NATURE ABHORS A VACUUM

Why do we rake the forest floor?

Because nature abhors a vacuum.

 

I cannot take credit for writing that joke but I am happy to retell it. But, in the retelling I become somewhat sad. This is our joke. This is now who we are as a people. We are the land where our leaders think that raking the forest floor would have saved the countless lives lost over this past two weeks. A country where the most powerful man in the world cannot even be bothered to correctly remember the name of a town entirely wiped out by the worst fire in history. No, we have become the joke.

 

In the world of cannots, I cannot begin to tell you how grateful I am today. Grateful first for waking up, grateful for breathing, grateful for indoor plumbing, and even more grateful for my French press. I feel the cold of the floor on my feet and I am grateful for sweat clothes and a heater. I pet and wrestle my dogs and am grateful that I am not lonely even though I am alone. My refrigerator has food that I can eat and my roof does not leak. Tonight I will share a meal, replete with wine and laughter, with old friends, new friends and friends I have yet to meet. Today when I put my shoes on I will feel grateful. Tonight when I take them off, full bellied yet alive, I will feel grateful.

 

I cannot imagine what it must have been like to lose everything. I cannot fathom the depth of despair that has gripped our neighbors to the North and South. For a few days I wore an N95. That was the limit of my suffering. Be honest, how many of you knew what an N95 was before last week? On the worst day I stayed indoors, drinking coffee, chatting about house sprinklers, and homelessness, and racism. I cannot fathom the depth of my own gratitude today. There is no benchmark, no milestone, no limit line, no story pole, no frame of reference, nothing that I can refer to tell me if I should laugh or cry, pace or sit, breathe or not. The rains came. The fire will stop, yet the challenges have not ended. The water and cold will hamper the search efforts, and the waiting, the not knowing, will crush the heartiest of souls.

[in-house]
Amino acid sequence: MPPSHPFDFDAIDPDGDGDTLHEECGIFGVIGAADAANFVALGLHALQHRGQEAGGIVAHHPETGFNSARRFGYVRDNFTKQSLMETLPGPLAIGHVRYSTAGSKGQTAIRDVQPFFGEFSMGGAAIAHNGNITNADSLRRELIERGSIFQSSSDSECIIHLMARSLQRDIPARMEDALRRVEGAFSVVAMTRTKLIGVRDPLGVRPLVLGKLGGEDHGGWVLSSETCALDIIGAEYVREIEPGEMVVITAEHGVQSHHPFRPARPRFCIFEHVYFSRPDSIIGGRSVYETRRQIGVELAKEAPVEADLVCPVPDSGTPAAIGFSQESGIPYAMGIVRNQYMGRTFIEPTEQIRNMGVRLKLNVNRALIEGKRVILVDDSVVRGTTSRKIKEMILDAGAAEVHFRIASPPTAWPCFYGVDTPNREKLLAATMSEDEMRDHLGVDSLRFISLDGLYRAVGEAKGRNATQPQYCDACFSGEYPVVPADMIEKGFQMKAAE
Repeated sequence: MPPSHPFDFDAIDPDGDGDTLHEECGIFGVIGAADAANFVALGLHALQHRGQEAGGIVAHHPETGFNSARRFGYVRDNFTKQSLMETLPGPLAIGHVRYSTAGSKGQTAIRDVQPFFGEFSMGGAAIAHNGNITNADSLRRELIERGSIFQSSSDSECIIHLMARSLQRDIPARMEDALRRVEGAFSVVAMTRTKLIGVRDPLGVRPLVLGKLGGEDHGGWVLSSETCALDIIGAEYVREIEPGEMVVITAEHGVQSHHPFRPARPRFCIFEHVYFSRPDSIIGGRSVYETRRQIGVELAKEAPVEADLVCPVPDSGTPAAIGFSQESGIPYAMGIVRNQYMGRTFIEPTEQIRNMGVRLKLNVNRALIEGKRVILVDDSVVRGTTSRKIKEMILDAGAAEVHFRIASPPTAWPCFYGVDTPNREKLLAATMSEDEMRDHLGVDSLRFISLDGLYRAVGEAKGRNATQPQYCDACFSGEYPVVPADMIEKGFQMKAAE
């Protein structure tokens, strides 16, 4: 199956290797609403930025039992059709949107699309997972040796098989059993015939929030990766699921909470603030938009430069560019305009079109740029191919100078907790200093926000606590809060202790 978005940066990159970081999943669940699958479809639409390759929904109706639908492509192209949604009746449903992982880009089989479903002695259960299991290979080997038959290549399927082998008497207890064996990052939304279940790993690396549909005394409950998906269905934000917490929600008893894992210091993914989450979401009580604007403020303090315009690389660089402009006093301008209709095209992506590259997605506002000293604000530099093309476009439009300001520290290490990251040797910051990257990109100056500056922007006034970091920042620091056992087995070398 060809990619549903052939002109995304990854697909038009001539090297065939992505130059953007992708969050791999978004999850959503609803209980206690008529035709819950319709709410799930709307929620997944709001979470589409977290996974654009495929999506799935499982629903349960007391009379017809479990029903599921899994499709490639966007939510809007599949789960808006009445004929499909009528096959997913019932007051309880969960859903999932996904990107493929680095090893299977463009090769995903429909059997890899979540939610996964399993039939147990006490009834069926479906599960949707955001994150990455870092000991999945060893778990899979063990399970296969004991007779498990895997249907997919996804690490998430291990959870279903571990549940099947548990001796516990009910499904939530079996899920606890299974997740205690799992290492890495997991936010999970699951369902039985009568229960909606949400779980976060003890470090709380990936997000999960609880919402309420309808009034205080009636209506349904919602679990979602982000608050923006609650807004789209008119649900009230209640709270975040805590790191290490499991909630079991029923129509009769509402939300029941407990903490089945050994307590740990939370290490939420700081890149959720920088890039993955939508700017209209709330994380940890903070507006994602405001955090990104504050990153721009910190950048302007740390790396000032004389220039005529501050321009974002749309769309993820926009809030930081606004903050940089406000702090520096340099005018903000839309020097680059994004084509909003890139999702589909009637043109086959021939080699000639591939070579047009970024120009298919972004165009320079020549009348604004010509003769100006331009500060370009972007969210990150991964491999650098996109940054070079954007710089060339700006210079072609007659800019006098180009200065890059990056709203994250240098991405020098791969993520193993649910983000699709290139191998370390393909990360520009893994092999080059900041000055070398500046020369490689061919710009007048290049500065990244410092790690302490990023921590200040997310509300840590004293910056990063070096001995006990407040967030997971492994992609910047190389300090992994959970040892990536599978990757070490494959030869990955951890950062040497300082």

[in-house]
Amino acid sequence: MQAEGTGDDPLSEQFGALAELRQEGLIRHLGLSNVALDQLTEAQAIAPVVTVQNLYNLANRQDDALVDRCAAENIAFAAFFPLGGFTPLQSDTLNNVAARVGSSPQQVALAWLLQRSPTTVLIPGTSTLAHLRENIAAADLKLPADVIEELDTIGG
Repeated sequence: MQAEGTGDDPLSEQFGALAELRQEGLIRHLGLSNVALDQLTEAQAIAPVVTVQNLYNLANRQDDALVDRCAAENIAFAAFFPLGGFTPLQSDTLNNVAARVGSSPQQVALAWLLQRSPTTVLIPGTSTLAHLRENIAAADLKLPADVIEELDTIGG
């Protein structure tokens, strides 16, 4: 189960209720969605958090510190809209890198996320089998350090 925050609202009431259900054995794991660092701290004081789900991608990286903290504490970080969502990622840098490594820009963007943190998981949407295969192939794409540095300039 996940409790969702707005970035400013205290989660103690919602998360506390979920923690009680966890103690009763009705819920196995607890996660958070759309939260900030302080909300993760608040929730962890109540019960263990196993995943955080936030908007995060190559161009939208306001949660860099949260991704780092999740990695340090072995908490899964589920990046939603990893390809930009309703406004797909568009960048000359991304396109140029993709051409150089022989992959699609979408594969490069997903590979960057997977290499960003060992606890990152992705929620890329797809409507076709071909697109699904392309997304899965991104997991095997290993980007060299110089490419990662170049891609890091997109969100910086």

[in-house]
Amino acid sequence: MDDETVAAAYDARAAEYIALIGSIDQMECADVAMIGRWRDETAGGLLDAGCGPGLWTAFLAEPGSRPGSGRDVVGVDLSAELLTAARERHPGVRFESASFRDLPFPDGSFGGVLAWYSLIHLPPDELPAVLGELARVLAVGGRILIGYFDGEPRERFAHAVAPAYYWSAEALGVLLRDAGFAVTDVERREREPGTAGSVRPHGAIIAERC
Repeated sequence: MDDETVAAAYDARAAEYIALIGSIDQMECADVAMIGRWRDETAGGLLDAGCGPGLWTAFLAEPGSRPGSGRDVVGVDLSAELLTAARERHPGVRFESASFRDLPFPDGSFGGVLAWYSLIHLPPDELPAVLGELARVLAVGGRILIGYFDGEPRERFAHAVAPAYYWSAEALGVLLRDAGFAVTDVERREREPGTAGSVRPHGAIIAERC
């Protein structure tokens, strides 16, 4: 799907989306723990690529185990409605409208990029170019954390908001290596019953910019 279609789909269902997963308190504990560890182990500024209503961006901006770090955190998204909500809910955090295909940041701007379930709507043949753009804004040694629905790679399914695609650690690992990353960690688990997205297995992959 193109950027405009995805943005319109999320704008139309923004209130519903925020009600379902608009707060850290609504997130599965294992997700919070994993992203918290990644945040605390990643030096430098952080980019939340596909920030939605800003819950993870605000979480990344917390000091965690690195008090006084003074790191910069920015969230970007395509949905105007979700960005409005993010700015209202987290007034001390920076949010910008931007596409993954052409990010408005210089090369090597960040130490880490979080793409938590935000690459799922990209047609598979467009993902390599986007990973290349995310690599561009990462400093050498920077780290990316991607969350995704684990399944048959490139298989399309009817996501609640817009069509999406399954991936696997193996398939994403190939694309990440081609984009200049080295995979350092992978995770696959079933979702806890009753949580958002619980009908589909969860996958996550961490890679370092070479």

Today, Thanksgiving, is my favorite day of the year. A day when we gather together and share a meal without expectation. A day when we count our blessings like the fingers and toes of a newborn child. A day without pain, if you remember to wear your stretchy pants. A day, followed by a night of deep sleep steeped with the promise of turkey and stuffing sandwiches on white bread with cranberry sauce, and a day off of work. A day where my best friends are allowed to sit under the table, nuzzle my guests and work tirelessly at cleaning the floor.

 

Most of all, what I really cannot understand is how we let this happen. Not the fire. Smart people will find out what happened and changes will be made in order to avoid this type of catastrophe in the future. No, I truly cannot understand how this happened. How did we get so lost in our privilege and infighting, to let this man, whose idea of preventing a forest fire is to rake around the camp fire so the leaves won’t catch a spark – mansplain – forest management to us and the world?  After our turkey, and wine, and laughter, and stretchy pants have become a memory, we must fix this. We must rid ourselves of this man who . . . just . . . sucks. Why? Because nature abhors a vacuum.

 

My heart is broken for all those we lost and more so for those who survived, and I am thankful for it.

 

 

Tommy Judt

 

 

6 Replies to “NATURE ABHORS A VACUUM”

  1. Excellent commentary. This is your best writing yet! BRAVO! Wishing you and your dear friends the best Thanksgiving ever!

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